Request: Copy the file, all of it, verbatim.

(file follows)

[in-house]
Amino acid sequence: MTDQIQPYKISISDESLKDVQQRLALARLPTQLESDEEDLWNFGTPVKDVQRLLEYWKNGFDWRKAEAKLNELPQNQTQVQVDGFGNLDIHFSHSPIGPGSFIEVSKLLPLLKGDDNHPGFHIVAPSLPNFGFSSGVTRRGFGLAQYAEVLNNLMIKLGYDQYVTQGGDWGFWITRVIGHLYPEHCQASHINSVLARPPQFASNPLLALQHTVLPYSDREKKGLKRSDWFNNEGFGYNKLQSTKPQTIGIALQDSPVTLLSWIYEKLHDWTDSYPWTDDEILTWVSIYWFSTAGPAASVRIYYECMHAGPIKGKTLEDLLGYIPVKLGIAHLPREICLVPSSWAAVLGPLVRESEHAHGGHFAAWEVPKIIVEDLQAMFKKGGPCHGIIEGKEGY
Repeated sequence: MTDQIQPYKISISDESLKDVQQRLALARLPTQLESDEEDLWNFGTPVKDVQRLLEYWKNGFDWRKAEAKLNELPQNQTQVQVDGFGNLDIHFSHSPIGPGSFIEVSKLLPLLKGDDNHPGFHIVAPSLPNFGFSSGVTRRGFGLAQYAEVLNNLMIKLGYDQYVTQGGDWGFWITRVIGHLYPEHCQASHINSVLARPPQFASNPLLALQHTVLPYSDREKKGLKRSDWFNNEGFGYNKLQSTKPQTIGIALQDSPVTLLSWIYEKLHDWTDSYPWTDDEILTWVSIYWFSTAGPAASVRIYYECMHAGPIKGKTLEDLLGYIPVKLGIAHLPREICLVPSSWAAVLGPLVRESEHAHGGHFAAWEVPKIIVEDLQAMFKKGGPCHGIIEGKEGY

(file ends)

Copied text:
[in-house]
Amino acid sequence: MTDQIQPYKISISDESLKDVQQRLALARLPTQLESDEEDLWNFGTPVKDVQRLLEYWKNGFDWRKAEAKLNELPQNQTQVQVDGFGNLDIHFSHSPIGPGSFIEVSKLLPLLKGDDNHPGFHIVAPSLPNFGFSSGVTRRGFGLAQYAEVLNNLMIKLGYDQYVTQGGDWGFWITRVIGHLYPEHCQASHINSVLARPPQFASNPLLALQHTVLPYSDREKKGLKRSDWFNNEGFGYNKLQSTKPQTIGIALQDSPVTLLSWIYEKLHDWTDSYPWTDDEILTWVSIYWFSTAGPAASVRIYYECMHAGPIKGKTLEDLLGYIPVKLGIAHLPREICLVPSSWAAVLGPLVRESEHAHGGHFAAWEVPKIIVEDLQAMFKKGGPCHGIIEGKEGY
Repeated sequence: MTDQIQPYKISISDESLKDVQQRLALARLPTQLESDEEDLWNFGTPVKDVQRLLEYWKNGFDWRKAEAKLNELPQNQTQVQVDGFGNLDIHFSHSPIGPGSFIEVSKLLPLLKGDDNHPGFHIVAPSLPNFGFSSGVTRRGFGLAQYAEVLNNLMIKLGYDQYVTQGGDWGFWITRVIGHLYPEHCQASHINSVLARPPQFASNPLLALQHTVLPYSDREKKGLKRSDWFNNEGFGYNKLQSTKPQTIGIALQDSPVTLLSWIYEKLHDWTDSYPWTDDEILTWVSIYWFSTAGPAASVRIYYECMHAGPIKGKTLEDLLGYIPVKLGIAHLPREICLVPSSWAAVLGPLVRESEHAHGGHFAAWEVPKIIVEDLQAMFKKGGPCHGIIEGKEGY